Many people, including myself, find it difficult to get the fully recommended eight hours of sleep.
As a result, I always try to squeeze in enough time to get at least five hours of sleep every night (sometimes even less). I used to think this was enough. In high school, I slept an average of three to four hours a night, and crashed for a two-hour nap after school. I knew this was an extremely unhealthy habit, but I was used to it. I pulled through, and I just had so much work to do.
In college, I’m juggling more things; college coursework is obviously more rigorous than high school, I’m working two part-time jobs, a freelance writing job, and a fellowship (the very one I’m writing for right now!). I’m also part of maybe three clubs on campus.
Don’t get me wrong; I love everything I’m doing, and I wouldn’t have done any of these extracurricular activities on top of my studies if I didn’t want to. But I admit, it’s a lot.
And it’s tough trying to get everything done and get eight hours of sleep when it feels like even 24 hours a day is not enough. If I wanted the recommended hours of sleep, I’d have to go to bed at midnight sharp and get up at eight in the morning, or sleep from 11 until seven in the morning. How am I supposed to finish all my work, have time to eat, and have even a minimal social life?
So, I go to bed at around two or three a.m. and drag myself out of bed by seven or eight a.m.
I eventually learned the hard way that there is a reason why professionals recommend a certain number of hours of sleep. This isn’t high school anymore. I can no longer get away with a funky sleep schedule, and make up for it by sleeping for 12 hours over the weekend. I thought five hours was a decent amount of sleep, and so did my body… for about two weeks.
And then I crashed. Really hard.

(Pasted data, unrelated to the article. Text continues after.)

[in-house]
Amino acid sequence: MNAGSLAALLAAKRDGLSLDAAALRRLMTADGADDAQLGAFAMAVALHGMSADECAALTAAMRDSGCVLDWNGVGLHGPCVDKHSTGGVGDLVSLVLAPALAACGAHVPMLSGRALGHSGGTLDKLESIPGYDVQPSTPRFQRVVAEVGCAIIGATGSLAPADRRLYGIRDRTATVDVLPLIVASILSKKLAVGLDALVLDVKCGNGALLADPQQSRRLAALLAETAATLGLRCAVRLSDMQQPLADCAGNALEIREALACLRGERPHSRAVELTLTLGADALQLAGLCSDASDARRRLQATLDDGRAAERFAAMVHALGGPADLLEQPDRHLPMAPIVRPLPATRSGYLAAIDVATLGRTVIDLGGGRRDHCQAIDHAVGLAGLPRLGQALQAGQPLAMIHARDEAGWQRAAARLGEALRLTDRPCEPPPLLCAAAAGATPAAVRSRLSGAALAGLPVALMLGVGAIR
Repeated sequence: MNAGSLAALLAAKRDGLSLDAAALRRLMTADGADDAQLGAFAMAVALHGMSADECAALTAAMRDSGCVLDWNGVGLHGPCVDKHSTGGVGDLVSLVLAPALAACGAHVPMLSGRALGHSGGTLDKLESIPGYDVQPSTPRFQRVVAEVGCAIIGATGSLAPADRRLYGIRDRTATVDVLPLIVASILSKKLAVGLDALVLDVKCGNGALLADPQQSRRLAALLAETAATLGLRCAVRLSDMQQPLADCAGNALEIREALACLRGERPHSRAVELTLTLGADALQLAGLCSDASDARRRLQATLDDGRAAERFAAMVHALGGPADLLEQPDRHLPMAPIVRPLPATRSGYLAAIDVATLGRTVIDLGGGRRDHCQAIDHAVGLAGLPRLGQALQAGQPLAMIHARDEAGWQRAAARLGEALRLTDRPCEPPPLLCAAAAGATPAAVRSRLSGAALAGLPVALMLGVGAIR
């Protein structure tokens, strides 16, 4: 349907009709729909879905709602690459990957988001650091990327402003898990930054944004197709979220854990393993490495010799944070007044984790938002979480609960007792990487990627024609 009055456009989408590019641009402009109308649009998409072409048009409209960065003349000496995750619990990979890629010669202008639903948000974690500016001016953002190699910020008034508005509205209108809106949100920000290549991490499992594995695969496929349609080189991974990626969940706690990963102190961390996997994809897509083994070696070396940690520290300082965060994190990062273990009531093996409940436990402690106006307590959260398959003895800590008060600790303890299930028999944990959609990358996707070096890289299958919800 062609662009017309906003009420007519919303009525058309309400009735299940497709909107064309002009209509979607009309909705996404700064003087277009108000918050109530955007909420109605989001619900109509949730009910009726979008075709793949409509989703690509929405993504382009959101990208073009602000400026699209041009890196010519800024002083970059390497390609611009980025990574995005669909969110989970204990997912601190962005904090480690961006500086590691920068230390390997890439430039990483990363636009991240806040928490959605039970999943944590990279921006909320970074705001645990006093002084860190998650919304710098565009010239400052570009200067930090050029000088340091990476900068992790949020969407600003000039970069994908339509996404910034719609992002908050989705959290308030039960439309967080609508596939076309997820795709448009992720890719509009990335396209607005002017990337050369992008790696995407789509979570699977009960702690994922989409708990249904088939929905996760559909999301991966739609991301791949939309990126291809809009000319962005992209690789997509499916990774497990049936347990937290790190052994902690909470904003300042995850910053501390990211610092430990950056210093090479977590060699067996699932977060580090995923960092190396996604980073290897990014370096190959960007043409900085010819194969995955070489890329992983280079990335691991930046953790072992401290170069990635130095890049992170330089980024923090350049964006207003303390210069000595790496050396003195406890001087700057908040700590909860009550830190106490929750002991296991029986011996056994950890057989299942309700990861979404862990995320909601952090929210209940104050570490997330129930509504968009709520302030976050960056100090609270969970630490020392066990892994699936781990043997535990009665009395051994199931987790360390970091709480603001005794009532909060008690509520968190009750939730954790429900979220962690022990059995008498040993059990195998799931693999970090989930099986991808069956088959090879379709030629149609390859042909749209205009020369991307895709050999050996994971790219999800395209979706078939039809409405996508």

I couldn’t get out of bed, much less keep my eyes open. My brain screamed to hurry up and get ready for class, but my mind was fuzzy, my body felt like jelly, and I swear my chest had suddenly turned into lead — it was so heavy — I was pinned down on my back, into the mattress. I ended up sleeping the entire day and it turned out that sleep deprivation and jet lag was not a great combination.
I promised myself never again, I knew that I needed to stop making excuses and just sleep more.
The realization dawned that the most important thing about college is not your grades, nor your friends, but your mental and physical health. The other two important things will follow suit if you just keep yourself healthy and thriving. And the number one thing to do to have a healthy mind and body is to sleep.
If you’re sleeping five hours or less, it doesn’t feel like a couple more will make a difference. But trust me, it will. More sleep will lead you to feel more refreshed, energized, alert, and creative.
The next question I had to ask myself was, how would I manage my time? One way that I manage my time is that I set very short and immediate goals. I keep a progress report where I keep track of what I do at what time, for how many minutes, and whether or not I was able to finish that particular assignment.
Even right now, as I’m writing these words, I’m keeping track of how many hours and minutes I’m spending writing this one article. Once I complete all of my work, I reward myself with a break. I scroll through Instagram for 10 minutes, take a nap for 15 minutes, or play a game of League of Legends.
A longer break means it’s a bigger reward, so it’s up to you to decide what you deserve.
But what if you can’t fall asleep? Maybe some of these websites will help you nod right off. Follow these step by step instructions to fight your insomnia. Try these natural ways to fall asleep, with tips including how to write out a sleep tracker. Whatever method you decide to use doesn’t matter, as long as you’re getting the z’s you need.
Stay healthy, my friends, and sleep tight!